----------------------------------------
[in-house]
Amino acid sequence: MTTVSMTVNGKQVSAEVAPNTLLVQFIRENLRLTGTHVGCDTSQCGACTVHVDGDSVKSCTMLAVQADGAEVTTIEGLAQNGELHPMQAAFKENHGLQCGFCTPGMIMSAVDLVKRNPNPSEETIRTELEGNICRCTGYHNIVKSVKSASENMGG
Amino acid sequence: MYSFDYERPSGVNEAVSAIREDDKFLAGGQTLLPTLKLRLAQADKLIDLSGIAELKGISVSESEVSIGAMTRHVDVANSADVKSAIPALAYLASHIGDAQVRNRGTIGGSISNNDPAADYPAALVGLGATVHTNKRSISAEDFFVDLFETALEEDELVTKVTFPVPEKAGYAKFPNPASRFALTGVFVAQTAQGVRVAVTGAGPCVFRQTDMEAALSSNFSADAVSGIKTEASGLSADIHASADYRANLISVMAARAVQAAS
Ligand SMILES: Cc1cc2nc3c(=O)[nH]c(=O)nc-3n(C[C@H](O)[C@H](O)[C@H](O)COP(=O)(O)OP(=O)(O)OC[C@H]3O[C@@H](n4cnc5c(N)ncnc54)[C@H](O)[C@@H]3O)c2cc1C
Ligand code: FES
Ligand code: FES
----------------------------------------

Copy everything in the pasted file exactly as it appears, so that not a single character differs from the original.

[in-house]
Amino acid sequence: MTTVSMTVNGKQVSAEVAPNTLLVQFIRENLRLTGTHVGCDTSQCGACTVHVDGDSVKSCTMLAVQADGAEVTTIEGLAQNGELHPMQAAFKENHGLQCGFCTPGMIMSAVDLVKRNPNPSEETIRTELEGNICRCTGYHNIVKSVKSASENMGG
Amino acid sequence: MYSFDYERPSGVNEAVSAIREDDKFLAGGQTLLPTLKLRLAQADKLIDLSGIAELKGISVSESEVSIGAMTRHVDVANSADVKSAIPALAYLASHIGDAQVRNRGTIGGSISNNDPAADYPAALVGLGATVHTNKRSISAEDFFVDLFETALEEDELVTKVTFPVPEKAGYAKFPNPASRFALTGVFVAQTAQGVRVAVTGAGPCVFRQTDMEAALSSNFSADAVSGIKTEASGLSADIHASADYRANLISVMAARAVQAAS
Ligand SMILES: Cc1cc2nc3c(=O)[nH]c(=O)nc-3n(C[C@H](O)[C@H](O)[C@H](O)COP(=O)(O)OP(=O)(O)OC[C@H]3O[C@@H](n4cnc5c(N)ncnc54)[C@H](O)[C@@H]3O)c2cc1C
Ligand code: FES
Ligand code: FES